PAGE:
In Western Australia, to be exact. The study of Latin is on the up, according to this report earlier in the week in IHE. That’s bound to gladden our hearts at NAS, and not at all because of a nostalgic attachment to bygone days.
As I noted in this piece several years ago, anyone who’s struggled with this “dead language” has been compelled to carry out some pretty intense and eminently useful mental chin-ups, such as parsing sentences, learning formal grammar, lots of etymology, precision in word use and syntax, as well as a broad acquaintance with the literary, historical and philosophical wellsprings of Western Civilization. There’s a very specific reason why the upper chamber in our national legislature is called the Senate, and our system of constitutional government a republic. All very, very good stuff.
As a resolute, vigilant paterfamilias, you’d better believe I made sure that all of my kids got the whole nine yards and wrestled with Latin for all four years of high school. Did they like it at the time? No need to elaborate there. Did they eventually come to see the value of the experience? Yes, indeed.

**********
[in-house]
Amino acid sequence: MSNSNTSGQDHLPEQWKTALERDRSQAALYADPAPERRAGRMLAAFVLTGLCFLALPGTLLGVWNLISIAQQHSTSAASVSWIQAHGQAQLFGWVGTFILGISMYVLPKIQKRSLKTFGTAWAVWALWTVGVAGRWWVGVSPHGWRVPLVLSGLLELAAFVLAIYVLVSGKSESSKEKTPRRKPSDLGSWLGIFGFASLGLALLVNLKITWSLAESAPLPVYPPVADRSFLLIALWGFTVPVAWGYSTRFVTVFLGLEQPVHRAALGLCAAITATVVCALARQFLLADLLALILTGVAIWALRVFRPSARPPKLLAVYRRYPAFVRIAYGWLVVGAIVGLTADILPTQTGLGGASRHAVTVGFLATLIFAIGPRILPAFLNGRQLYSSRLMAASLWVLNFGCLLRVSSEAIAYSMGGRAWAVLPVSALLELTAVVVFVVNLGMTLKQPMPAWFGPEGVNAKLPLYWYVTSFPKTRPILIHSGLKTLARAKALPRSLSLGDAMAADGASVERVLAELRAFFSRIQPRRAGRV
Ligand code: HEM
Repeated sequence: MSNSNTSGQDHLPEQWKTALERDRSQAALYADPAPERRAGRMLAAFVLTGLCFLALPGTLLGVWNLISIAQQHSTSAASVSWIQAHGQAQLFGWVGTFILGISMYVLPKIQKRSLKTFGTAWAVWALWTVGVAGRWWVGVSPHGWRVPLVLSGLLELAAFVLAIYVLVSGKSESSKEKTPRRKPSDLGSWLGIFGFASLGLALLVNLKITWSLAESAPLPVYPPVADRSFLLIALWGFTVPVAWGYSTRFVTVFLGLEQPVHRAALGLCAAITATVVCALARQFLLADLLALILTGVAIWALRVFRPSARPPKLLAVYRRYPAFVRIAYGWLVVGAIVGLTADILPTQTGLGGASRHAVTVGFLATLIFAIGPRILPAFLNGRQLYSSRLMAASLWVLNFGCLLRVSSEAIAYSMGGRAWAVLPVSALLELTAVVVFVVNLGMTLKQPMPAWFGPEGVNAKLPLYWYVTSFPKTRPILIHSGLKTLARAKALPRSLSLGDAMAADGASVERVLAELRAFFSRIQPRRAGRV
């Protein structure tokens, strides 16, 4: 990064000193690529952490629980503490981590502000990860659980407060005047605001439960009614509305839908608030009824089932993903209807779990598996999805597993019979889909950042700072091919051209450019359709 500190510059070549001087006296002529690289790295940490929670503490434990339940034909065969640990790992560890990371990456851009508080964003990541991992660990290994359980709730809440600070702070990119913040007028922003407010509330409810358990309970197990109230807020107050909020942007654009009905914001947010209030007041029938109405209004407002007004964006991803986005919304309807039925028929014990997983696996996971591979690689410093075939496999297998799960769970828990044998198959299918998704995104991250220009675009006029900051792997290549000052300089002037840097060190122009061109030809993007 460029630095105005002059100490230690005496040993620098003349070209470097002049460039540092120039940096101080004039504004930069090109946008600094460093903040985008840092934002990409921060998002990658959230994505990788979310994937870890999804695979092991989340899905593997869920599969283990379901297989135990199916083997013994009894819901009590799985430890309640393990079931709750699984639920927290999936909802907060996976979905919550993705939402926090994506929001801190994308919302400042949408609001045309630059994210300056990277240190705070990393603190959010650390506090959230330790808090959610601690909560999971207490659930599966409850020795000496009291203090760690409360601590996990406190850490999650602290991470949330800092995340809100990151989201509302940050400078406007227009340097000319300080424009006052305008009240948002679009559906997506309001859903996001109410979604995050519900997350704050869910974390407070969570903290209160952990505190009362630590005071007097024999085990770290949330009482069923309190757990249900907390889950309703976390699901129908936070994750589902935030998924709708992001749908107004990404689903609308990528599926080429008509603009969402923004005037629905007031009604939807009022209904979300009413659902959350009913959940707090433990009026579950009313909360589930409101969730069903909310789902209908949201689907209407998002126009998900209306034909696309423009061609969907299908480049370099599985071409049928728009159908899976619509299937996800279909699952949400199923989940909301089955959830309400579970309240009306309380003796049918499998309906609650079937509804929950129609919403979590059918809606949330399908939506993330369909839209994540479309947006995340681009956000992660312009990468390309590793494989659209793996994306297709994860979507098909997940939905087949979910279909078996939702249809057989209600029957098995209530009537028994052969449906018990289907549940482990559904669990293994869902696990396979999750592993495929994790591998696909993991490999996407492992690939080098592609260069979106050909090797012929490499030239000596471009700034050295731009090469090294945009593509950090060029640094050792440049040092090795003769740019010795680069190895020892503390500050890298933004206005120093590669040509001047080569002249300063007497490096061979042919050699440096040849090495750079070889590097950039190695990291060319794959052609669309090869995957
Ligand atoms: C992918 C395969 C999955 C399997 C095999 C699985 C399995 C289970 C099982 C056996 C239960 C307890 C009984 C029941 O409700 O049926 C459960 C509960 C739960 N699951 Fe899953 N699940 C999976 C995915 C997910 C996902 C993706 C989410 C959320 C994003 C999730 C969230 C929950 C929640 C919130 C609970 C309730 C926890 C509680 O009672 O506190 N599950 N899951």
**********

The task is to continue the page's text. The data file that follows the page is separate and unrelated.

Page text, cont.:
I was encouraged as well by some comments in the discussion thread, where posters provided links to some statistics indicating that Latin enrollments were increasing significantly in the United States as well. That’s consistent with the trend in my local school district as well, where Latin sections have been consistently full, and have necessitated seeking additional part-time instructors, not always easy to find. I’ve also been struck by the extent to which these classes seem to attract high numbers of recently- arrived students from Asia or West Africa. Apparently they have parents who realize where the best educational path lies for their children. Too bad that point continues to elude most American educators. Perseverantia vincit!